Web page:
Most composers of Broadway musicals are not be found in a St. Paul orchestra pit on a Tuesday night conducting a hinterlands tour of their own work. But for Jason Robert Brown, Harold Prince and the rest of the Gotham creatives still very much involved in “Parade,” this road retread of the critically maligned tuner has the air of a personal quest for artistic vindication. The show is a decidedly dark one compared to most road fare, and flaws certainly remain. But there’s no disputing the high quality of Prince’s compelling, moving and surprisingly expansive touring production. It is far superior to the original Lincoln Center Theater effort.
Both the material and Prince’s direction of it work better in a traditional proscenium setting. The story seems much less bombastic when it’s not presented right in an audience’s face. Complex numbers like “The Factory Girls/Come Up to My Office” seemed muddled in New York but gain focus here. And Prince’s staging no longer seems so esoteric now that traditional wings and backdrops can provide an organizational and aesthetic frame (even the bizarre Memorial Day procession finally makes sense here). Had “Parade” gone the traditional proscenium route from the start, history might have been much kinder to this bold but uneven show.
Brown’s music holds up very well on another live hearing. Splendid ballads like “You Don’t Know This Man” are already widely admired, but in the hands of the terrific Keith Byron Kirk, bold numbers like “Feel the Rain Fall” reveal themselves as being underappreciated.
Some of the wrong-headed decisions still plague the show. Sticking a huge tree in the middle of the stage always was a dumb idea. Aside from its depressing shadow, the image removes most of the dramatic tension from the piece. Sure, most of the audience knows that suspected murderer and Jewish outsider Leo Frank is headed for a lynching. But it would be nice to suspend our disbelief for a while. The tree, sadly, lives on here and wreaks its damage.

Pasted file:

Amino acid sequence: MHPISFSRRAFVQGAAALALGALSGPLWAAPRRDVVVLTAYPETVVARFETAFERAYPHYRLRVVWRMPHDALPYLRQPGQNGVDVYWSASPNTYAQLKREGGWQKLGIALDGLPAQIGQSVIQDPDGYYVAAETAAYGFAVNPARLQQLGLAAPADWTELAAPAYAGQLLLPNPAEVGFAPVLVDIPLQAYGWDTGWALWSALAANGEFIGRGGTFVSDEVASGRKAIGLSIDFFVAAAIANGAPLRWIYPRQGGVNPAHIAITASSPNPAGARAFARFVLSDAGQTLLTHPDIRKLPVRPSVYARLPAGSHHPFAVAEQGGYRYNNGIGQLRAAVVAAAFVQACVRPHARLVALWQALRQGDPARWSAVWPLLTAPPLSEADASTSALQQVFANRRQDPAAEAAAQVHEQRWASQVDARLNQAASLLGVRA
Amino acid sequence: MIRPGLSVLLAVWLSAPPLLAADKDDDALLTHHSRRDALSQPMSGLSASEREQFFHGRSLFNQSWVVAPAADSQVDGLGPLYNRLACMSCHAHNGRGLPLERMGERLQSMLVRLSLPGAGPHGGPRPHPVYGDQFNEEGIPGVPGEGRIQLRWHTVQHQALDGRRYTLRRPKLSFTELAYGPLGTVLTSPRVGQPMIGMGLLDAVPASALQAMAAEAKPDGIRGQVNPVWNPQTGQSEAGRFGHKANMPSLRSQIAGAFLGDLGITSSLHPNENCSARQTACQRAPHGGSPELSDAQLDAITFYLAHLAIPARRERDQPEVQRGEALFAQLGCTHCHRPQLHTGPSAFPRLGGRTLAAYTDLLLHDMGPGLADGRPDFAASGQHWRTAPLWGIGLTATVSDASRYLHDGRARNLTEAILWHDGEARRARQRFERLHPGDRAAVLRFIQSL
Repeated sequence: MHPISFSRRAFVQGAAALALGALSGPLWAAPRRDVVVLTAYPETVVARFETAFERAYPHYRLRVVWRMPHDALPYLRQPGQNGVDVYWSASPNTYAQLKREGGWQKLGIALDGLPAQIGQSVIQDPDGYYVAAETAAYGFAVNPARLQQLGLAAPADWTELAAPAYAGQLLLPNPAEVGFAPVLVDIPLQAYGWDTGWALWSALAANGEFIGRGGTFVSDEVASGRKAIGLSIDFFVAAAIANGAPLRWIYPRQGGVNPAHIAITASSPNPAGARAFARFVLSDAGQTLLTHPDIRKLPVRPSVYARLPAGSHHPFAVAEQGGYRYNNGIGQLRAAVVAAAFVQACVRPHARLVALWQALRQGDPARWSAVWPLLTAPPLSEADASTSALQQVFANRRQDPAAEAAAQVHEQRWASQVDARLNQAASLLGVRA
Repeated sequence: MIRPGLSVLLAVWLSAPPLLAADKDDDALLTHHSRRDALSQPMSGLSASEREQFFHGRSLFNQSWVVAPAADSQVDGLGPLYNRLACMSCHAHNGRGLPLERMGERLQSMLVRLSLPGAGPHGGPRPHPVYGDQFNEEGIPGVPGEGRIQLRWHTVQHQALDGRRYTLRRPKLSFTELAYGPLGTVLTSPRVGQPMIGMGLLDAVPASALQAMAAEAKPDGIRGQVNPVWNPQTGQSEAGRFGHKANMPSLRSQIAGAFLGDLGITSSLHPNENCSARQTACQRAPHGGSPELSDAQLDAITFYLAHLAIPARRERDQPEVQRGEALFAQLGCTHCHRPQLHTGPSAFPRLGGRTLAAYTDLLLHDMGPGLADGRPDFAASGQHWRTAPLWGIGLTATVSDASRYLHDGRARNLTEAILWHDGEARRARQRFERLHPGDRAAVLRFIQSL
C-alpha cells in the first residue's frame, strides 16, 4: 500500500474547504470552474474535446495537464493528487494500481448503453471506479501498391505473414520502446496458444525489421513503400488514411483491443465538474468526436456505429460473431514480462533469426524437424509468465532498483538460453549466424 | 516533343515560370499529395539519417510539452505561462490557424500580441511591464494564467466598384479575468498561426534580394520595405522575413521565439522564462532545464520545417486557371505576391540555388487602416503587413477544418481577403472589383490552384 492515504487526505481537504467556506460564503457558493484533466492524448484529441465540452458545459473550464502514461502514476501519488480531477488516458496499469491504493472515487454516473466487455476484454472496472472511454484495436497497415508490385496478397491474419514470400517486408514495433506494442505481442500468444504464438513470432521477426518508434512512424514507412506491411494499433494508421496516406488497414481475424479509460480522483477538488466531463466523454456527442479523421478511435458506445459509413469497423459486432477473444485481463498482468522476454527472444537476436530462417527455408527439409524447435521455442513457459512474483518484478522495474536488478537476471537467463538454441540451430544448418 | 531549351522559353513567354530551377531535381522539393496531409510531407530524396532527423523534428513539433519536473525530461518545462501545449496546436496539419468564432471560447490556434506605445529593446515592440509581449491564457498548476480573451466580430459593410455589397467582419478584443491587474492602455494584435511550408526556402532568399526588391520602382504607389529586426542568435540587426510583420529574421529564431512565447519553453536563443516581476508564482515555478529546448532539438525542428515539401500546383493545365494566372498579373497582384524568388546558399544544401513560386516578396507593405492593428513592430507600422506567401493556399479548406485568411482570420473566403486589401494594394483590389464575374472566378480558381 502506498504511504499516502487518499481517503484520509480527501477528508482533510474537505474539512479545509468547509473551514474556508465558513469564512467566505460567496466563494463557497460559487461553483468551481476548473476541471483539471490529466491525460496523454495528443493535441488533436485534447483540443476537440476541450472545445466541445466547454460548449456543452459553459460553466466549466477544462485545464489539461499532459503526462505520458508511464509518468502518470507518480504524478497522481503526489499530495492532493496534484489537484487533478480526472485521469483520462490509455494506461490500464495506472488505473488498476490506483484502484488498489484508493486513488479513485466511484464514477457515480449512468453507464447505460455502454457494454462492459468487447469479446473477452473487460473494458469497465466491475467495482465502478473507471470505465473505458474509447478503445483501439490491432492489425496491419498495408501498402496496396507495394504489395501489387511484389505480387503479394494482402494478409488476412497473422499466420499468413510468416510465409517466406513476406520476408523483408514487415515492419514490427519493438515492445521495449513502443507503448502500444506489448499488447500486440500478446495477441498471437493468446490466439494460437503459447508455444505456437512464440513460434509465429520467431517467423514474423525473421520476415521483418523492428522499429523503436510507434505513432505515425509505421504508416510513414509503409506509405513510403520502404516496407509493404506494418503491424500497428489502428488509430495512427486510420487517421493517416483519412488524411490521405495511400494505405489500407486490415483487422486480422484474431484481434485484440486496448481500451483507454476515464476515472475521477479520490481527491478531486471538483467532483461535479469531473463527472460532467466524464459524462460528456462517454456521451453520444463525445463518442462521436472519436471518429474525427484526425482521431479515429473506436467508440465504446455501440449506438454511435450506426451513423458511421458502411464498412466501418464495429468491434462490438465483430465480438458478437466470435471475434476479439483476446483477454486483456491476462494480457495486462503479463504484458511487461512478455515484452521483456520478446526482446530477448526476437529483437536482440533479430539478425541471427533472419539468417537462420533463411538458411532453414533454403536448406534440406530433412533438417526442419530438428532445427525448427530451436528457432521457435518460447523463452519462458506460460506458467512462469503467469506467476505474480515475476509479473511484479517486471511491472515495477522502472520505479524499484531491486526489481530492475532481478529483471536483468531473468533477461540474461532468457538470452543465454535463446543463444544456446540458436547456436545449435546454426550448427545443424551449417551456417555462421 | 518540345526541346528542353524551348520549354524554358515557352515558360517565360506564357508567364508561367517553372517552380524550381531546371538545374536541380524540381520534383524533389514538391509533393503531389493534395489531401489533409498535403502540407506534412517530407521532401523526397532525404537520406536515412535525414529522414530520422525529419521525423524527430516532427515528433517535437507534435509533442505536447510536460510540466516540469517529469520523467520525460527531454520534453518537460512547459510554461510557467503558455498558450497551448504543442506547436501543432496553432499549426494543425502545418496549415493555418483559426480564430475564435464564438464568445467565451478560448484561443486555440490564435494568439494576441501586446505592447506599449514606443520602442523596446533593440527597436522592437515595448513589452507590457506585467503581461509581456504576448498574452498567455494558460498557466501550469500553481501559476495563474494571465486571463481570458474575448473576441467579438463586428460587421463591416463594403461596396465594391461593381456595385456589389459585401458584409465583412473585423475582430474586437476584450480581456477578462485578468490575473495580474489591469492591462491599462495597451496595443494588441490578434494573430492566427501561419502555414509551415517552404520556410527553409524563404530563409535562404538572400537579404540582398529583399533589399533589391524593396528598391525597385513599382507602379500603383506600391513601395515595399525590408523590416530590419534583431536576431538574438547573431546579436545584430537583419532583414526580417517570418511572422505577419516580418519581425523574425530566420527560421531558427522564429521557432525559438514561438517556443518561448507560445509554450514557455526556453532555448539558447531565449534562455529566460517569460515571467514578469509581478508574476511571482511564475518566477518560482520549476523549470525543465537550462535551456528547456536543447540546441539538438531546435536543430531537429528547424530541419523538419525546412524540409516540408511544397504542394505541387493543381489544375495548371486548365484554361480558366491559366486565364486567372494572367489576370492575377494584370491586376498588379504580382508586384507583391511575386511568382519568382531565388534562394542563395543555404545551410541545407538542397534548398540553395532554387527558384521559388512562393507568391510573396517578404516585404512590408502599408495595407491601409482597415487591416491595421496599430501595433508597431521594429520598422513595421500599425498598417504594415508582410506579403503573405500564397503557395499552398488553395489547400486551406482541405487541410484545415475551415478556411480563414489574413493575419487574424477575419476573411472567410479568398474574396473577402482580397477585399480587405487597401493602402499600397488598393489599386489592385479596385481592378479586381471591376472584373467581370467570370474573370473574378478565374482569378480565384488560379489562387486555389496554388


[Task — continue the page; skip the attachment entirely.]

There has also been no toning down of the fundamentalist character of Tom Watson, a melodramatic villain whose one-dimensional nature is in contrast with the ambiguous, realistic depictions of the other characters.
The other major problem with “Parade” is its muddled opening. It takes the audience 20 minutes to grasp the point of the action — by which time a good proportion of them are lost for good. It’s not until the terrific Daniel Frank Kelley (as the young murder victim’s boyfriend) hits the audience between the eyes in “There Is a Fountain/It Don’t Make No Sense” that the show suddenly gains enough emotional and melodic heft for the viewer to invest in the proceedings.
From that point on in this improved production, the show flows beautifully. Several members of the original cast are in supporting roles, but the piece benefits greatly from two strong new leads. Unafraid to deal with the antihero’s less attractive side, David Pittu improves the difficult character of Frank by making bold and specific choices. As a result, his tragic stature builds. And Andrea Burns also fleshes out Lucille Frank into a more empathetic figure. The palpable commitment and emotion onstage was not lost on the appreciative Minnesota audience.
Barring miracles, this will probably be the definitive production of “Parade.” While this piece will likely have a life in regional legit, that will surely involve reduced orchestrations and a much smaller cast. With a cast of 36 and first-rate production values, Atlanta’s Theater of the Stars and its investors have done this musical proud. Fans of the work — and it deserves its following — would be well advised to take a look.